Though it is now illegal to hunt them and their habitat is protected, the lynx still falls victim to cars along roads, feral dogs, and poaching by humans. The world's least-known feline, the endangered flat-headed cat, has fewer than 2,500 mature individuals left in the wild.
Deforestation of its habitat for commercial logging and oil palm plantations constitutes the most significant threat to the species. Only an estimated 3,900 adult tigers remain in the wild despite being the most iconic cat species in the world, next to the African lion.
That number actually represents an increase attributed to ambitious conservation plans, better methods of survey, and The clouded leopard population estimated at less than 10,000 throughout Southeast Asia has been declared extinct in Taiwan.
IUCN has listed the animal as vulnerable since 2008, and the main threats against it are habitat loss from extensive deforestation and commercial poaching for the wildlife trade. Lions, not yet endangered, but listed as vulnerable with only around 23,000 (at best) still living in the wild faces rapidly decreasing numbers.
Because of habitat loss and conflict with humans, most lions only inhabit eastern and Southern Africa, with their numbers in severe decline. Conservation groups are working to preserve habitat so that lions have enough room to hunt and roam, but also to provide people with tools and knowledge for how to coexist with these big cats and reduce the number of deaths due to snaring.
The marbled cat, native to South and Southeast Asia, has been listed as vulnerable to extinction since 2002, and fewer than 10,000 mature individuals persist in the world. It is about the size of a house cat and lives in the branches of trees, where it hunts birds, squirrels, and reptiles.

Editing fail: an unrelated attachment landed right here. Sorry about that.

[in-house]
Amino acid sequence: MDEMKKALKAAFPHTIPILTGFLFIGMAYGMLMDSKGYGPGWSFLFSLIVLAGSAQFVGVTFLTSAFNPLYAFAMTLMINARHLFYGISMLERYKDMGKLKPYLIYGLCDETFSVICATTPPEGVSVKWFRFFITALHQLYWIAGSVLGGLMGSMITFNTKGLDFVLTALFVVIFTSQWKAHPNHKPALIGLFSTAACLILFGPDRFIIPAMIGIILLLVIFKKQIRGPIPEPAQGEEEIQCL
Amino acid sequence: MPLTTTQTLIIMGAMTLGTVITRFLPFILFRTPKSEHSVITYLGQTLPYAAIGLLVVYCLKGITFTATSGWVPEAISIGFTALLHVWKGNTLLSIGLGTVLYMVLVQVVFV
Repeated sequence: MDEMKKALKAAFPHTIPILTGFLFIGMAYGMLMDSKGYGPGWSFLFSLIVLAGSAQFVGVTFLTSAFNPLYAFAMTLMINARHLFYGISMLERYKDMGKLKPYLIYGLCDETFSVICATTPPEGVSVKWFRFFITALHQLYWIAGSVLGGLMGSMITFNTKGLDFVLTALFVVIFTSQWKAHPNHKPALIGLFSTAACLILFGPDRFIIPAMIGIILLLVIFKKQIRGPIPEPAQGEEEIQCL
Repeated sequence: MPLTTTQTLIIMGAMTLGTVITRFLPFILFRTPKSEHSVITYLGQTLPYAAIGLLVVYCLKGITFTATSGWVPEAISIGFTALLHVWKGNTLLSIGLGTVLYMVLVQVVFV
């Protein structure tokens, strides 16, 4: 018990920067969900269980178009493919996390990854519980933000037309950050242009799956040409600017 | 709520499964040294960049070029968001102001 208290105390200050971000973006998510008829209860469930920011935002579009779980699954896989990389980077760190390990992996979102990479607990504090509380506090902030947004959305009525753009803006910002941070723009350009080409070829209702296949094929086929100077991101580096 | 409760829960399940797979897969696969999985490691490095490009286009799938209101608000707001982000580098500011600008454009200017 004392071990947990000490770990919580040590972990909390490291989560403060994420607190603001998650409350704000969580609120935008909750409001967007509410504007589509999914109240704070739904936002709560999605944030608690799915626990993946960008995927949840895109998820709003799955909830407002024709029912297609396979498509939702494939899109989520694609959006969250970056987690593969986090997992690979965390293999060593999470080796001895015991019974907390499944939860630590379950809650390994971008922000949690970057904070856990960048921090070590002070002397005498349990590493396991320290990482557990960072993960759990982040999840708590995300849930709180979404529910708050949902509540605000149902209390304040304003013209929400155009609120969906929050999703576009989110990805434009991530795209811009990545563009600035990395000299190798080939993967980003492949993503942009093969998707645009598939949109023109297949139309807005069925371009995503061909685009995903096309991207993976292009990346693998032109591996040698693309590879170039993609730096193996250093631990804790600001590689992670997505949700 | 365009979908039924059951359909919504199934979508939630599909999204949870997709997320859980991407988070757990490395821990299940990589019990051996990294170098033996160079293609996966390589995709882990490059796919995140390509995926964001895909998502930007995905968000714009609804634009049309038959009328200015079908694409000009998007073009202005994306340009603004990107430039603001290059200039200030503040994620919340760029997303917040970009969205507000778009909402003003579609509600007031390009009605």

Many people compare the marbled cat to the clouded leopard because of similar markings, canine teeth, and habitats. Many marbled cats fall victim to snaring by humans that value the bones, meat, and fur.
The last cat on our list is the world's fastest land animal, but it still can't outrun the impacts of humans on its environment. (File Photo)Reports at various stages during the pandemic have shown that domestic cats, as well as lions and tigers, can be infected with the novel coronavirus.
“We have not looked at the genome of big felines,” CRG Director Luis Serrano, senior author of the study, said by email, “but I assumed that since cats can be infected, there is a big chance that lions and tigers will as well, since they will be very close in sequence.” That one found cats and Siberian tigers at medium risk, behind humans, some other primate species, and dolphins.
Many big cats are unfortunately endangered because of our (human) influence on their habitats and natural way of life. Prey loss Big cat populations are dwindling because they have less food to eat (prey) and thus less of them survive since there is increased competition for food.
Habitat loss and environment change Because of human driven deforestation, building and agricultural expansion big cats are losing much of their natural habitat. Global warming also affects the natural habitat of big cats and makes them much more vulnerable to their environment.
Domestic cats are on the IUCN's list of the top 100 Worlds Worst Invasive Alien Species for their ability to decimate prey populations. Those razor-sharp claws strike the hardest on islands, where animal populations are relatively confined.
A 2011 review found that, on islands, cats are the primary cause for at least 14% of bird, mammal, and reptile extinctions and the principal threat to almost 8% of critically endangered animals (2). The new data drive home the point that, even on large continents, cats can do serious damage.
Easily more damage than collisions with buildings or wind turbines do to birds. “Despite these harmful effects, policies for management of free-ranging cat populations and regulation of pet ownership behaviors are dictated by animal welfare issues rather than ecological impacts,” wrote the authors of the new paper.